I’ve never been a big fan of the Frankenstein or Dracula oeuvre. Truth is, I am greatly disturbed by the manipulation of the natural order. I detested H. G. Wells’s Island of Dr. Moreau. All I can think about is the psychic anguish of the laboratory creatures.
So, I am a bit disturbed by the latest research with cockroaches. Sure, they’re cockroaches, but they are independently functioning creatures. I’m not sure about using them as live-specimen robots.
I posted yesterday about research being conducted to create cockroach-inspired robots as first-responders after a disaster, or for use in espionage.
Today, I write about cockroach robots themselves, actual cockroaches that are being wired for control by humans. Not science fiction. Reality.
Years in the making, and a contender for the most revolting creation to emerge from a laboratory, the robo-roach has arrived.
Built by engineers in Texas, the robotic insect fuses a live cockroach with a miniature computer that is wired into the animal’s nervous system. At the push of a button, a human operator can control the creature — or at least which way it scuttles.
Power to the Insects
Hong Liang, who led the research at Texas A&M University, said the controllable insect could carry tiny video cameras, microphones, and other sensors to gather information from places where humans would rather not be: collapsed buildings, broken sewers, and politician’s hotel rooms.
“Insects can do things a robot cannot. They can go into small places, sense the environment, and if there’s movement, from a predator say, they can escape much better than a system designed by a human,” Liang told the Guardian. “We wanted to find ways to work with them.”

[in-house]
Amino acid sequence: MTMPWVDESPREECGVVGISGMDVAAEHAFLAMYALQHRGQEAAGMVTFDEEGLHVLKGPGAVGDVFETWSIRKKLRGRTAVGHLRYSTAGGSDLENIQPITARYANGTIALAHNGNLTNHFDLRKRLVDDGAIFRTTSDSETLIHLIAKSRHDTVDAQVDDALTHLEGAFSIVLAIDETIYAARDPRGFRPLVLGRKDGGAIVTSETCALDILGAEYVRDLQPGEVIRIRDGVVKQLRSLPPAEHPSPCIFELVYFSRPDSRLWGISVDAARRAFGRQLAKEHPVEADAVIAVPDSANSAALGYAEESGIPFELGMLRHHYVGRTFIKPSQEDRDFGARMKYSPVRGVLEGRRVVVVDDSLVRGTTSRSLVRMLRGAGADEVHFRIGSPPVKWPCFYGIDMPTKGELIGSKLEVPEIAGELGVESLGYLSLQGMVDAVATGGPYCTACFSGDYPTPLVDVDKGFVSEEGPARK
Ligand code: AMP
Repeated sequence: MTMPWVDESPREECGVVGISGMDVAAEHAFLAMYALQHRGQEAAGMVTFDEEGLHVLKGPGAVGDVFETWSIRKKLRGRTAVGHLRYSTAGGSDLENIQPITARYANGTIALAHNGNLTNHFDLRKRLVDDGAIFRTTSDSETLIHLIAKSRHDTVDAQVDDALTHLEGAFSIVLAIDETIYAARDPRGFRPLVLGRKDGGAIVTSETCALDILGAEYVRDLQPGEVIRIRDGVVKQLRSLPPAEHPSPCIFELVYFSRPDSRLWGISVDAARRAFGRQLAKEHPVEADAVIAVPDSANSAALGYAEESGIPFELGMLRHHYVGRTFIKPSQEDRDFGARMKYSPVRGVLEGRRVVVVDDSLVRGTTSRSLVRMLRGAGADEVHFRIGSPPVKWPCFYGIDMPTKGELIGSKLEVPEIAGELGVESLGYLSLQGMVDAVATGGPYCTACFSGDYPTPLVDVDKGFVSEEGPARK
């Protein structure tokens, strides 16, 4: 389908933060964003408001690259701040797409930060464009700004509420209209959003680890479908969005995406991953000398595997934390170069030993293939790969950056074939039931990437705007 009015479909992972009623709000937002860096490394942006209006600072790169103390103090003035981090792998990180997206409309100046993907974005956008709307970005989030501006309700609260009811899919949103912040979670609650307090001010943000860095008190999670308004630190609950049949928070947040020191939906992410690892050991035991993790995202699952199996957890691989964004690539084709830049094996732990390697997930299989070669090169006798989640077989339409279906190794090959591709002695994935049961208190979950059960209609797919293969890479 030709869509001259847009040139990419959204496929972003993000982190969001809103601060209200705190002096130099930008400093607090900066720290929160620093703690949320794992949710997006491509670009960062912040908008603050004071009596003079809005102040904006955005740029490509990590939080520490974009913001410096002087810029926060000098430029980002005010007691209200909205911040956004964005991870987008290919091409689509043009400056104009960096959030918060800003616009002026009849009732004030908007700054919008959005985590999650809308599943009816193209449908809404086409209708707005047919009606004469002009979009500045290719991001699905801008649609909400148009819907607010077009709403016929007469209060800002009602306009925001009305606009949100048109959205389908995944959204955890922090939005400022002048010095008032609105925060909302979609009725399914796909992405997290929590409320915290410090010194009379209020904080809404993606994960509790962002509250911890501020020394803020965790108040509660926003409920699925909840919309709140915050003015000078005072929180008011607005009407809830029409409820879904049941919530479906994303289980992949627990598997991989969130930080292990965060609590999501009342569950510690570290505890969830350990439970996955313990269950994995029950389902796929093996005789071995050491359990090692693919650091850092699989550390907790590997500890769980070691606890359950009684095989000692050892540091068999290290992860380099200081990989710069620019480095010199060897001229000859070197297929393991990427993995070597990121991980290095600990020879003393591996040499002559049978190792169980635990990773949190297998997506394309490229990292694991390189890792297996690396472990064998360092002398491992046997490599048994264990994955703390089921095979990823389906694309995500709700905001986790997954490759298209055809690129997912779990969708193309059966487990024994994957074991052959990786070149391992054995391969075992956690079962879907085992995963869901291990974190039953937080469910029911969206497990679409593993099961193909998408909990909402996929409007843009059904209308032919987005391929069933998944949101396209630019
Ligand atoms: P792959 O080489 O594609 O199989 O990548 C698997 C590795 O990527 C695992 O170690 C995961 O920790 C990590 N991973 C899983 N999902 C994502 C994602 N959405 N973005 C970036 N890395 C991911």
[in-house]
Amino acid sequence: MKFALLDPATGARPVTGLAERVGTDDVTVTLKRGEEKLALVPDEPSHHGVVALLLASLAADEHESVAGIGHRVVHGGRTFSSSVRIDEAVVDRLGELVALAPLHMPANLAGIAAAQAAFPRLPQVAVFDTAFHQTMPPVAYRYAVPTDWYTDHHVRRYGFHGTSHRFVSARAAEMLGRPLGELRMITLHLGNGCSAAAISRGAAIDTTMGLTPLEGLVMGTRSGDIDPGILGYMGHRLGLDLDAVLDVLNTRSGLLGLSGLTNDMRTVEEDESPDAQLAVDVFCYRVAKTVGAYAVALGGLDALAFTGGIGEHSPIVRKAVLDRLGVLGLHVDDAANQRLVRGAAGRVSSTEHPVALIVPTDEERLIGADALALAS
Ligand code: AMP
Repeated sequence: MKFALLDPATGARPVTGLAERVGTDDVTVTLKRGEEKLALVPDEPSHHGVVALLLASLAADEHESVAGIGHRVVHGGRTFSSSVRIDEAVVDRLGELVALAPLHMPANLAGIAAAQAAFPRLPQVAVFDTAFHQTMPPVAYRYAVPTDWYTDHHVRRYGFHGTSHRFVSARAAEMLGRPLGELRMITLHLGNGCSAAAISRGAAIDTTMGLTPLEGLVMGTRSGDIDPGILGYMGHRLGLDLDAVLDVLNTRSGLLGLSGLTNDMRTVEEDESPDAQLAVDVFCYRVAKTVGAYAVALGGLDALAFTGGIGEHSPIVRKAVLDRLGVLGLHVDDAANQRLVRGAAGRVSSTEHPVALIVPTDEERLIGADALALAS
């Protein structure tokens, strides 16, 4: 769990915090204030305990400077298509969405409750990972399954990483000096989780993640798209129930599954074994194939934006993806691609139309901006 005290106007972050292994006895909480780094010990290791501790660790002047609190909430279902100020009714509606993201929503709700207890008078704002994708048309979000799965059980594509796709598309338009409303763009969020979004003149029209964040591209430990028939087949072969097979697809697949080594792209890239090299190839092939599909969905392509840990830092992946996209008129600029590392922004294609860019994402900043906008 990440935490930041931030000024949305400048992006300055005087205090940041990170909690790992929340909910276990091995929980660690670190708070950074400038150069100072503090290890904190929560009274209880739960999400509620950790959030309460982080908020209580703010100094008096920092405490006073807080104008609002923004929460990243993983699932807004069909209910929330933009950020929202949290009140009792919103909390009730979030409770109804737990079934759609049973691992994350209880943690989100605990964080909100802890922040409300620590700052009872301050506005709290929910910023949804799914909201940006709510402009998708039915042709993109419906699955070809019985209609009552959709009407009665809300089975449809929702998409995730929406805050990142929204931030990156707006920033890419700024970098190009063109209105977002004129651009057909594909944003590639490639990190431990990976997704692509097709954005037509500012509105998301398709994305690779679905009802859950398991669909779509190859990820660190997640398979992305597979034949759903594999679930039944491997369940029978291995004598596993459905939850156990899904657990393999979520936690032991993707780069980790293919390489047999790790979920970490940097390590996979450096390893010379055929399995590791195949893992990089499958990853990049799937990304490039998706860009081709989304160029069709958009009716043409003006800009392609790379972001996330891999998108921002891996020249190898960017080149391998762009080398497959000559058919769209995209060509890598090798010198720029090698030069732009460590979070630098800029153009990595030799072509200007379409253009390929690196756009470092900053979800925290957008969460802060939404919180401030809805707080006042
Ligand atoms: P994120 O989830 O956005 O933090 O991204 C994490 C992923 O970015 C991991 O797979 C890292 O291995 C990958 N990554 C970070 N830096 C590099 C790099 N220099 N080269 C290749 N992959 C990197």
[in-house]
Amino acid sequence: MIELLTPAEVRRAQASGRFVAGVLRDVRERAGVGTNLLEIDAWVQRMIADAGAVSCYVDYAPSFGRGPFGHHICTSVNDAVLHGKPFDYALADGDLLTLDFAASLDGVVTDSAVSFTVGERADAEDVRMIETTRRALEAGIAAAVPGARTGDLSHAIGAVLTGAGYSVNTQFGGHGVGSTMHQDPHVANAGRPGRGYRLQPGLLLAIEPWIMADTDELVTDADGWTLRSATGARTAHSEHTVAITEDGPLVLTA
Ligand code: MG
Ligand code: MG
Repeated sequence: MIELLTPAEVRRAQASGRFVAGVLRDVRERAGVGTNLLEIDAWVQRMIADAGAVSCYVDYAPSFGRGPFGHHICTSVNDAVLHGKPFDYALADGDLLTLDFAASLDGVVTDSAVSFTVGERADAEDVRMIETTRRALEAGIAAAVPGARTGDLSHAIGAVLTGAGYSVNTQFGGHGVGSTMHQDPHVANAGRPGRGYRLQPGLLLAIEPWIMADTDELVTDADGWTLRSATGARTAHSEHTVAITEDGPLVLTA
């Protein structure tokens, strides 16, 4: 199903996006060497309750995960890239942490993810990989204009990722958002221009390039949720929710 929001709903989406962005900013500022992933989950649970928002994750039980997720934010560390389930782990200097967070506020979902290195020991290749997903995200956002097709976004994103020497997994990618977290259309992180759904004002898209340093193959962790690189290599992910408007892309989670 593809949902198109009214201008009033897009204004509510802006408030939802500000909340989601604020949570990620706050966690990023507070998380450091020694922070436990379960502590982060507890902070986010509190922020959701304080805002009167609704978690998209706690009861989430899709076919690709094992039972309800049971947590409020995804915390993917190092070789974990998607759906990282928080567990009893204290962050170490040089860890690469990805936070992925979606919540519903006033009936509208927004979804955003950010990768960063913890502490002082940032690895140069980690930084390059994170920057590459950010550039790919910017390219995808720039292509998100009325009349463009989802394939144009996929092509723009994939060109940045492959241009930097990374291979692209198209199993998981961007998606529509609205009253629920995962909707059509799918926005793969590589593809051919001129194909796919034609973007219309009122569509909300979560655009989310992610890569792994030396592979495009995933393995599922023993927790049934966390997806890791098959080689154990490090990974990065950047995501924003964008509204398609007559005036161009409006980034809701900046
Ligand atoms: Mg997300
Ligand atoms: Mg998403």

The US team made tiny backpacks for the cockroaches and attached them to the roaches with paint. Each backpack contained a computer chip that could send signals down a pair of fine wires into nerves that controlled legs on either side of the cockroach. With a rechargeable lithium battery to power the device, the total weight of the backpack was less than 3g, approximately the weight of a U.S. penny.
The scientists remotely control the direction in which the cockroach walks by stimulating nerves on either side of its body. When cockroaches walk, the three legs on each side move in time with each other. But the electrical pulses disrupt this, making the middle leg fall out of step with the others. If you pulse the left leg, the legs on the right side work in concert, and the body turns toward the weaker left side. Sort of like paddling a canoe: if the oars on the right side work in concert and the oars on the left are out of step, the canoe will turn toward the left. And vice versa.
The system is far from perfect. In tests when robotic roaches were held on little leashes, the insects could be steered about 70 percent of the time. But when the insects were left to roam free, the remote control worked only 60 percent of the time. It might take several jabs of the button to make them turn, even then. Liang is not disheartened though: the robotic cockroach, reported in the Journal of the Royal Society Interface, is still a prototype.
How useful robotic roaches prove to be will depend in part on how much gadgetry they can carry. Liang says that some cockroaches can carry five times their own body weight, but the heavier the load, the greater the toll it takes on their performance. “We did an endurance test and they do get tired,” Liang said. “We put them on a treadmill for a minute and then let them rest. If the backpack is lighter, they can go on for longer.”
Sethu Vijayakumar, director of the Institute of Perception, Action and Behaviour at the University of Edinburgh, has reservations about the work. “As much as the technology is interesting, there are a lot of ethical issues before we go down that line, even with cockroaches. Whenever you interface with another biological system, you have to look at whether the means justifies the ends. It’s something we have to debate,” he said.
Even with cockroaches, perhaps we must consider self-determination. There, I actually said it.